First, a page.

I’m not really sure how I keep forgetting.
A couple of weeks ago I sat in the School of Intercession classroom, donning my brand new job – the North American Director for the Every Nation Schools of Empowerment – like a shiny new hat, and felt …… shell-shocked. Happy, but shell-shocked all the same.
Huh? Yeah, I was surprised, too. Granted, my new job came as a bit of a surprise at the end of my Sabbatical, after I’d fasted and prayed for a week and submitted my plans to God. He took my offering seriously and instead of handing my plans back to me with a shiny new ribbon wrapped around them and the world “GO” attached – as I had fully expected Him to do – he handed me entirely different plans with said ribbon and the word “GO” attached.
So, you could say my new wonderful made-for-me gift of a job came to me presented a sudden shift to my brain…which I’ve come to realize isn’t really my favorite. In fact, as much as I would like to deny it, my personality doesn’t really love spontaneity unless I’m prepared to be spontaneous. Weird, I know. But true. So, the sudden change in my future prospects was jarring, to say the least.
But I had weeks to acquaint myself with upcoming change and I beyond excited. Thrilled. Truly, my new job fits me and who I am in the best kind of way.
So why did I find myself sitting smack dab in the middle of the new job that I was happy about, feeling anxious? Then it hit me. I’d forgotten. Transition. I was in the middle of transition. And no matter how many times I have gone through this – I mean really, call me a pro ’cause it’s been OFTEN – transition still feels….uncomfortable.
Because I can’t see. I mean, I may know the theory of the thing I am walking into. But actually being in a new situation…it feels like an itch I can’t yet scratch. Most of the people, although not necessarily new, are not yet really known. I can’t yet gauge how our work relationships will function best. How our personalities will click and mesh. Then there are the parameters of what will and won’t be for my job that are yet to be figured out.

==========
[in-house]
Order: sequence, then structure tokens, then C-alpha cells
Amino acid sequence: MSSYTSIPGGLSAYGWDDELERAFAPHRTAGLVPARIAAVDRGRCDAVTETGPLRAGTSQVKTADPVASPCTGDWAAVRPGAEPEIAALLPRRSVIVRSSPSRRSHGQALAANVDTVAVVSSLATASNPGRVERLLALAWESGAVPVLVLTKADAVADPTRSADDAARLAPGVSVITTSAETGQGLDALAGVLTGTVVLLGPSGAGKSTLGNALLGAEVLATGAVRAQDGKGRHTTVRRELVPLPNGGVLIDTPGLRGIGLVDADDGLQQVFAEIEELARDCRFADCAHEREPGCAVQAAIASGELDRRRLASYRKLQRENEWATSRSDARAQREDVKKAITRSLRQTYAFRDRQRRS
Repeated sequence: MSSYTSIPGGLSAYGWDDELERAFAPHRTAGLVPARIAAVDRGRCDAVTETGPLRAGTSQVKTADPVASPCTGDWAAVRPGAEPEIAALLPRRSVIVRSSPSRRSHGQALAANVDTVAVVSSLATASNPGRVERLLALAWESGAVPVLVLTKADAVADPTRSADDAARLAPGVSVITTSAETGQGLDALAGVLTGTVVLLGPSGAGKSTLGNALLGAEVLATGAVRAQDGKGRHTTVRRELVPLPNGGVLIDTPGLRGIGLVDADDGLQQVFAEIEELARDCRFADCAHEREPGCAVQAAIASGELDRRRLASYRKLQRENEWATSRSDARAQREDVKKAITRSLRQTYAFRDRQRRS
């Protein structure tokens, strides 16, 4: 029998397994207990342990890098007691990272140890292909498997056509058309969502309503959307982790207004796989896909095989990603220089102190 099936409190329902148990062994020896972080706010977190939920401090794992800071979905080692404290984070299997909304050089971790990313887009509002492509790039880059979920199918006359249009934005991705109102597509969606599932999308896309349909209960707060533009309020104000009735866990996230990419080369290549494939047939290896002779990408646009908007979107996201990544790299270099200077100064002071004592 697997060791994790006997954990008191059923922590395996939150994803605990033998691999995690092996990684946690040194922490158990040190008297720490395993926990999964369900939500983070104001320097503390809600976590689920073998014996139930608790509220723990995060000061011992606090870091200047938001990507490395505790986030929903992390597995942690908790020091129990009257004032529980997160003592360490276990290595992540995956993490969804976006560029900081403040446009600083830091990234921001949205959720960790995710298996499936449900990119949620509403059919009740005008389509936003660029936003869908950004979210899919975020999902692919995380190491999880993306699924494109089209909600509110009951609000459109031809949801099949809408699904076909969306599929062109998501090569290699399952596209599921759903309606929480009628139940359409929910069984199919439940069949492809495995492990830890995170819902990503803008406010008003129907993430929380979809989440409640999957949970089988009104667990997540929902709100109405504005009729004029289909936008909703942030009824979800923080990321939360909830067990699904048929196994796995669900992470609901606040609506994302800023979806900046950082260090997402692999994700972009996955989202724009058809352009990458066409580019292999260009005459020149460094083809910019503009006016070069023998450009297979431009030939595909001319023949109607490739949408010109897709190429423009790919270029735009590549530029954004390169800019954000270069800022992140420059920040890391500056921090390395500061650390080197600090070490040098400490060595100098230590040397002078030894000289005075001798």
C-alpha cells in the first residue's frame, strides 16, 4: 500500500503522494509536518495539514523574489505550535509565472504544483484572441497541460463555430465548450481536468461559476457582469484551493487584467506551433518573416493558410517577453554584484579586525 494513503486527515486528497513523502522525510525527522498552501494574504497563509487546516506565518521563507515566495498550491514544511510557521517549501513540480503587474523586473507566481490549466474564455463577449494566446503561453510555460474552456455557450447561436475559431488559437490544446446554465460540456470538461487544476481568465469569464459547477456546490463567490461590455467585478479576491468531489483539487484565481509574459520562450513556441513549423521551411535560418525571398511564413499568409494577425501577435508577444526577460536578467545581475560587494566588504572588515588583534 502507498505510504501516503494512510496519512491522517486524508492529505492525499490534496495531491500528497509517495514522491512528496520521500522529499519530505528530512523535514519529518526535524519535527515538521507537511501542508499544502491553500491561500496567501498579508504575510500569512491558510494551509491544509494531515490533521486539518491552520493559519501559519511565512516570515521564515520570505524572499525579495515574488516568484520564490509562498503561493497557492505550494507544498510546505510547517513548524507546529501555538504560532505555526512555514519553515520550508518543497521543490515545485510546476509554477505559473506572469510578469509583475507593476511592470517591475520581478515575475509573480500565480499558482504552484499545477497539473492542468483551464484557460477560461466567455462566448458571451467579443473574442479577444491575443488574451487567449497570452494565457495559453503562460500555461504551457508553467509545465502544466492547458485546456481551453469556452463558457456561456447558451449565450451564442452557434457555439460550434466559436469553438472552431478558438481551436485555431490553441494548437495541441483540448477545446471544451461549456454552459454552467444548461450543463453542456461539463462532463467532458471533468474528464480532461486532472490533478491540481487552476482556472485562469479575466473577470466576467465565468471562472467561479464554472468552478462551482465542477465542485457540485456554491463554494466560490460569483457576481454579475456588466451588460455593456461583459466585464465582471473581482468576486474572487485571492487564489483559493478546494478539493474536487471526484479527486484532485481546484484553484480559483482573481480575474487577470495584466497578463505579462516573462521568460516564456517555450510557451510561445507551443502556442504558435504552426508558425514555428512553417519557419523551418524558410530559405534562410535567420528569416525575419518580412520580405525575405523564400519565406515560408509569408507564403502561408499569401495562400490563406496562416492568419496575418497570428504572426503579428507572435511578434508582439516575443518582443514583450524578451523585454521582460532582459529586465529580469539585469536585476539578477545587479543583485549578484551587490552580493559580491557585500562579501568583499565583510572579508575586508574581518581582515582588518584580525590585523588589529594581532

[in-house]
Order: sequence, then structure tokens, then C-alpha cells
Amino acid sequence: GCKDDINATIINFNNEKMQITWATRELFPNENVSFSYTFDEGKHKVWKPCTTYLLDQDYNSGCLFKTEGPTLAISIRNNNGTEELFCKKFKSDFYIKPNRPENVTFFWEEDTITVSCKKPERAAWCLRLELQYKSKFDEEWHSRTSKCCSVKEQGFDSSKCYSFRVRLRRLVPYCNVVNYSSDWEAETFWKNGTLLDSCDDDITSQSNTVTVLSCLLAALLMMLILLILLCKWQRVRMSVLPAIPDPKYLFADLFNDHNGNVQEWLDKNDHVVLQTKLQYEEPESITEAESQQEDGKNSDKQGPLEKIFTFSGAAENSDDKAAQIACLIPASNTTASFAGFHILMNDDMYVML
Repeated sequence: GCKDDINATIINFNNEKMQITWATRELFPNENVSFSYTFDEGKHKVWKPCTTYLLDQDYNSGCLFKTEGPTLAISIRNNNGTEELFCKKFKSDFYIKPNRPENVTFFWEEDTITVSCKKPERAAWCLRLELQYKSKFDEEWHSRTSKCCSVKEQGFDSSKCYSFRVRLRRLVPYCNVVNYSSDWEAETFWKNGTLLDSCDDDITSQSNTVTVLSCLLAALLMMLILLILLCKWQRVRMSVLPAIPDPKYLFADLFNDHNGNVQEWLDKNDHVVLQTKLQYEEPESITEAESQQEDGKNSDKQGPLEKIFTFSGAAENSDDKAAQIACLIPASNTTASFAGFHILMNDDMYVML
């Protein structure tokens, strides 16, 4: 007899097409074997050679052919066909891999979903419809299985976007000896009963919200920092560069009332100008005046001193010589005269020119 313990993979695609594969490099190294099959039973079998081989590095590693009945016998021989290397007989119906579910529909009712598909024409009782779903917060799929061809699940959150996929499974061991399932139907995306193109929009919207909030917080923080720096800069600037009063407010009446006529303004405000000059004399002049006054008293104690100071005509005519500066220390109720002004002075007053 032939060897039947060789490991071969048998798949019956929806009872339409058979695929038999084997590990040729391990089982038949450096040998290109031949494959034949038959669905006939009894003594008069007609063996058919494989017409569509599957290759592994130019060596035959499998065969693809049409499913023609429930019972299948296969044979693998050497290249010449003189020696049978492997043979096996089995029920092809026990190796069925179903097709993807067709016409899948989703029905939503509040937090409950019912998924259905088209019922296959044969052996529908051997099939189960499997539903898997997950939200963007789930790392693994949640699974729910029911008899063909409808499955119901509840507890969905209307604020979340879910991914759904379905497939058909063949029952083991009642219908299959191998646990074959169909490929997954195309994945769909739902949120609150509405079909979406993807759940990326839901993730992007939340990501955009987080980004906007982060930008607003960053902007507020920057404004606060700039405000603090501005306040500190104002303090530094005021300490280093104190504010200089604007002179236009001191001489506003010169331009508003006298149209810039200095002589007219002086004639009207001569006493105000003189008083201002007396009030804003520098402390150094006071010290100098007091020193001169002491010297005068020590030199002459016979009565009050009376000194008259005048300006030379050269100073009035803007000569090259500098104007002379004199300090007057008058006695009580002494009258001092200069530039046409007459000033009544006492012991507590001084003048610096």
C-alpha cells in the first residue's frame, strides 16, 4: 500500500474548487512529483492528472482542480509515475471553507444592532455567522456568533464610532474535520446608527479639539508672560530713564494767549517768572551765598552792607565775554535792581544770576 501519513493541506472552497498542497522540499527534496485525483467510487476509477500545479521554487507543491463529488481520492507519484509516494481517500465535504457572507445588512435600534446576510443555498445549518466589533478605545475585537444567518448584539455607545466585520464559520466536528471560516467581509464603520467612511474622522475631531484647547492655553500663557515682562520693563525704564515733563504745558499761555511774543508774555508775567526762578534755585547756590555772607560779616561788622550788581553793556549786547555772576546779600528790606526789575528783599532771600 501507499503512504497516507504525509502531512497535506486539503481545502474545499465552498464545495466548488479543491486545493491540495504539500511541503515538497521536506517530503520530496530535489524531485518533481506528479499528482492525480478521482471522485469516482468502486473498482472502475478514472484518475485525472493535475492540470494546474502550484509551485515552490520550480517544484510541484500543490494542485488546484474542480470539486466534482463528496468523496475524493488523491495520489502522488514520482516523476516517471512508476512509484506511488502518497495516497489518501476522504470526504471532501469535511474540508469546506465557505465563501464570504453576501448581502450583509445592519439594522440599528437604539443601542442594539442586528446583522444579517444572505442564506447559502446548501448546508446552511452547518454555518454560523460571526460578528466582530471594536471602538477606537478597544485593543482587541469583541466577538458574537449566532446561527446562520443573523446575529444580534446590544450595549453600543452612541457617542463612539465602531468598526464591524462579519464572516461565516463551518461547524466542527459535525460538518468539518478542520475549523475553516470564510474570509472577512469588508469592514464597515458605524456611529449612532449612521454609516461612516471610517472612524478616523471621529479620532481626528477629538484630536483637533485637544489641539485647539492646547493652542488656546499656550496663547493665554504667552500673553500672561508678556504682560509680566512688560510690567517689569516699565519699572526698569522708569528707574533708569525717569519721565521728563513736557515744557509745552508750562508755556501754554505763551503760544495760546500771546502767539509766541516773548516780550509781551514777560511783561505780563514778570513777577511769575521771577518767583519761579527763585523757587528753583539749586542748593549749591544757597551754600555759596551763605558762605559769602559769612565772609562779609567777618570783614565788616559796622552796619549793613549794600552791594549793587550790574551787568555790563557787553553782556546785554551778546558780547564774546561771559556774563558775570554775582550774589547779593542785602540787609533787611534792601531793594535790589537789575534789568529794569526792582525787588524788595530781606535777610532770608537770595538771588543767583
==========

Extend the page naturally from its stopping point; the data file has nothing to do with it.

As with every transition I have ever walked through, how I imagined things to be always looks and feels different when fleshed out. Usually, that means things are better than I had imagined – as is the case with my new job. It still also requires, though, a period of adjustment to the new.
Once I recognized those old familiar emotions and signs of transition in my heart, I could take a step back and view things clinically. Much like putting on a new pair of leather boots that require time to get the leather softened and adjusted just-so to make that almost-perfect-fit perfect, so it goes with any change we face
Realizing what was going on, I began to go about the process of getting a handle on my anxiety, settling in to the rhythm of change. That means patience. For myself and others. It means laughter amid all of the accompanying awkwardness. And it means deciding to enjoy the process. Because no matter where or what the circumstances happen to be – transition remains transition.